DAVID GREENE, HOST:
And next we remember a tragedy and also a symbol of resilience. The tragedy happened 20 years ago this weekend when a bomb ripped a hole in downtown Oklahoma City. It killed 168 people and injured several hundred. The victims are going to be honored Sunday at the Oklahoma City National Memorial. Now, one of the most striking parts of the memorial is a 40-foot tall elm tree. It's come to be known as the Survivor Tree. It's a wide, leafy shade tree that's stood in the parking lot across from the Alfred P. Murrah Federal Building when that bomb went off.
MARK BAYS: I was in my office building, which is just four miles from here, and our building shook.
GREENE: That's Mark Bays. He works for the Oklahoma Department of Agriculture, and he spoke to us while he stood underneath the Survivor Tree.
BAYS: One of the cars had blown up, and there was a hood from one of the cars that was on fire up in the crown in the tree.
GREENE: The bomb scorched the tree badly. It left glass and shrapnel stuck in its bark, and a lot of people thought that shrapnel was valuable evidence - valuable enough to cut the tree down. But others fought to save it. A year after the blast, the next spring, the tree was still standing, and it bloomed.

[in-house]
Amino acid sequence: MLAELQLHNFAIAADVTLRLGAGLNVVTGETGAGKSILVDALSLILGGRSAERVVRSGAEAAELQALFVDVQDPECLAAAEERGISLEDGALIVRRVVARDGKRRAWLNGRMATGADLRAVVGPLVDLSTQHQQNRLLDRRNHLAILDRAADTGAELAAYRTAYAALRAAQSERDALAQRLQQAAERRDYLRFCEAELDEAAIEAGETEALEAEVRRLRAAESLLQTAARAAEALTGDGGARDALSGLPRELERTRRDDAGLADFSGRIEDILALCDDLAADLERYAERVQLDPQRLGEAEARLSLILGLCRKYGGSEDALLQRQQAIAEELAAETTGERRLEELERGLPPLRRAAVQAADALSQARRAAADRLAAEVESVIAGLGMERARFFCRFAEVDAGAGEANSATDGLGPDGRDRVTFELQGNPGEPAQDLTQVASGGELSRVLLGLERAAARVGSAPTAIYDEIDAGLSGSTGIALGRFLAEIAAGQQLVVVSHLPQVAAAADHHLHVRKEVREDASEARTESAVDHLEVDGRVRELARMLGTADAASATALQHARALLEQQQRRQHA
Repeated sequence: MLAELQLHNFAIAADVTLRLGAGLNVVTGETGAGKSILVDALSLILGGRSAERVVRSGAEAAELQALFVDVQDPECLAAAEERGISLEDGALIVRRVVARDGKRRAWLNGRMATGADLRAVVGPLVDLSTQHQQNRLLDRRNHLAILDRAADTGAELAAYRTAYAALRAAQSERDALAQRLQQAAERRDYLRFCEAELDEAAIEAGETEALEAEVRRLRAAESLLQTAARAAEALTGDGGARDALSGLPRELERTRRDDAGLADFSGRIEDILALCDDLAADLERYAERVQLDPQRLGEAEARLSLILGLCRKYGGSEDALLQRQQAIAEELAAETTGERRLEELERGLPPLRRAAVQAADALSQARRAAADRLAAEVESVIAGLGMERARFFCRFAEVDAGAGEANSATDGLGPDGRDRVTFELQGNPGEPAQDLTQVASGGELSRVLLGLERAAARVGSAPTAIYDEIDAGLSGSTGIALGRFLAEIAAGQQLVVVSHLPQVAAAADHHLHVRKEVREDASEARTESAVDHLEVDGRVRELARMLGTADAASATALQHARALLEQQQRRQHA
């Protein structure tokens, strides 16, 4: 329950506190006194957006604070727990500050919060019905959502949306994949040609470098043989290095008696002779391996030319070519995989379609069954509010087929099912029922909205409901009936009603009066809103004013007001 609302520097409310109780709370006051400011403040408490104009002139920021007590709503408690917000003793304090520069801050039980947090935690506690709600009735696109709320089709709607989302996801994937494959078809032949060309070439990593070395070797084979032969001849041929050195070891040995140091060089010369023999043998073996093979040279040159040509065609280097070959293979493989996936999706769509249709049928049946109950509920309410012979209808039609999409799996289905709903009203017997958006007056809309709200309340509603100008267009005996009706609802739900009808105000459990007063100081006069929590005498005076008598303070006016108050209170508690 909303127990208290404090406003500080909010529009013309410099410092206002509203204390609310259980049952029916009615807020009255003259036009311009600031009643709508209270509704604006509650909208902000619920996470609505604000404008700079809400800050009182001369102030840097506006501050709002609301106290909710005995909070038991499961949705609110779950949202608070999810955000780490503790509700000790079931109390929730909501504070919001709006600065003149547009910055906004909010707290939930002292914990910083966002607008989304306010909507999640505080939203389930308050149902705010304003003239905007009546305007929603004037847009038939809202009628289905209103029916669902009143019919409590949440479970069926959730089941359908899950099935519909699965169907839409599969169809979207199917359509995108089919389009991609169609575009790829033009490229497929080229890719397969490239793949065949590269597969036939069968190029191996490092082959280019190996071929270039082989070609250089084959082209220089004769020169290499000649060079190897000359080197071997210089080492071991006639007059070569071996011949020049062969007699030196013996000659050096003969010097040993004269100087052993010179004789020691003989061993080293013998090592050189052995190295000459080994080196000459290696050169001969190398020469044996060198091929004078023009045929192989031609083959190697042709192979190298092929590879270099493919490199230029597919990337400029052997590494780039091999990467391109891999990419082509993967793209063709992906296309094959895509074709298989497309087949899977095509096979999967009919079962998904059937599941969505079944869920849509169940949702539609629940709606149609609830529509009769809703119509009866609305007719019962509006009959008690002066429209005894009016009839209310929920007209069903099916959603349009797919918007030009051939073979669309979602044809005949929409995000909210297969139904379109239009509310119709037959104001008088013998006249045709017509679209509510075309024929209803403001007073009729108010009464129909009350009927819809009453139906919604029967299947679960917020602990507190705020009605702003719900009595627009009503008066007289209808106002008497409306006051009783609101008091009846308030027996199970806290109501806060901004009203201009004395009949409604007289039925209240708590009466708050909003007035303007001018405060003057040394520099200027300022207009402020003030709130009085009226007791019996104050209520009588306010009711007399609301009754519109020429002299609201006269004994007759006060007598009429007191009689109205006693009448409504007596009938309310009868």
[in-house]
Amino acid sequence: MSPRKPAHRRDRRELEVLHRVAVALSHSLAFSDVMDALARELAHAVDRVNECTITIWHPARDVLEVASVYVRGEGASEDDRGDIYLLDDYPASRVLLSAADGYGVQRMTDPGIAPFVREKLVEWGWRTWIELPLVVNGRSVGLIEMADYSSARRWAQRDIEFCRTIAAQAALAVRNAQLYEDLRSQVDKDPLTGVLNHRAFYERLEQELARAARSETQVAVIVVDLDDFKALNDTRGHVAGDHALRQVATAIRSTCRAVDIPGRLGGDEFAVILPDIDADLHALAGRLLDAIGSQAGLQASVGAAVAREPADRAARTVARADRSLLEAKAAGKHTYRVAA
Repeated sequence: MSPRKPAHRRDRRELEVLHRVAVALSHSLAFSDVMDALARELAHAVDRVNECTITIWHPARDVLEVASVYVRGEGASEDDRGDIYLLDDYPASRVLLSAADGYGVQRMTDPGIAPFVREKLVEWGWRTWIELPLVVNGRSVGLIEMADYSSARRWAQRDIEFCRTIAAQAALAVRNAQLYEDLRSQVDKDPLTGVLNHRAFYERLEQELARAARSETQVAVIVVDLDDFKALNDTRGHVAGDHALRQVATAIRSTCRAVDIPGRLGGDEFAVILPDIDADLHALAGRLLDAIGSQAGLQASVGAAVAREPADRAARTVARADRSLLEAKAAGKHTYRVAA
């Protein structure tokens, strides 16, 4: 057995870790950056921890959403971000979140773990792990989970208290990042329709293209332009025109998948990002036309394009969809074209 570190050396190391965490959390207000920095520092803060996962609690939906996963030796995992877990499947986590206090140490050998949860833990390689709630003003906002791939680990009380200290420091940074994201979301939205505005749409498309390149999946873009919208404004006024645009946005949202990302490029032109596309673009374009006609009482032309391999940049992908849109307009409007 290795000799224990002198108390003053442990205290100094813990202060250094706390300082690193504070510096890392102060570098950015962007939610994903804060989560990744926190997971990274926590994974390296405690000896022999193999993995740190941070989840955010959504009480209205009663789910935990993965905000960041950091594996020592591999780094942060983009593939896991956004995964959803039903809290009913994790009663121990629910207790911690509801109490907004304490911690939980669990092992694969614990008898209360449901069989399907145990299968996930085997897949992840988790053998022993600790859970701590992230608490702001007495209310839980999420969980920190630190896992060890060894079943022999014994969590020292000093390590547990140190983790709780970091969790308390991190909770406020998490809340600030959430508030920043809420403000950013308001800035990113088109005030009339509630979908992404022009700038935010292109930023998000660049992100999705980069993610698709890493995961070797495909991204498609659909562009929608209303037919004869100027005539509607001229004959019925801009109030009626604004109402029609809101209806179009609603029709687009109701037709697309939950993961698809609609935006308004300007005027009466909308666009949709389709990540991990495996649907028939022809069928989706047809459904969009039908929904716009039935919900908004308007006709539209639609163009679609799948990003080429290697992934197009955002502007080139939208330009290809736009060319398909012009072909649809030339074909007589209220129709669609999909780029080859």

BAYS: It became this tree of hope, this tree of survival.
GREENE: That tree survived with a lot of help from Mark Bays and other volunteers, and it became a focal point of the memorial site. It still blooms every spring.
KARI WATKINS: You begin to realize that it is a time of renewal and refreshing, and it coincides with the anniversary. And I think it stands for everything this community has been through.
GREENE: That's Kari Watkins, the memorial's executive director. On Sunday, like every April 19, the memorial will give away hundreds of seedlings from the Survivor Tree. Thousands are already planted around the country as symbols of hope, the kind of hope that's captured in an inscription that's next to the tree.
BAYS: (Reading) The spirit of the city and nation will not be defeated. Our deeply rooted faith sustains us. Transcript provided by NPR, Copyright NPR.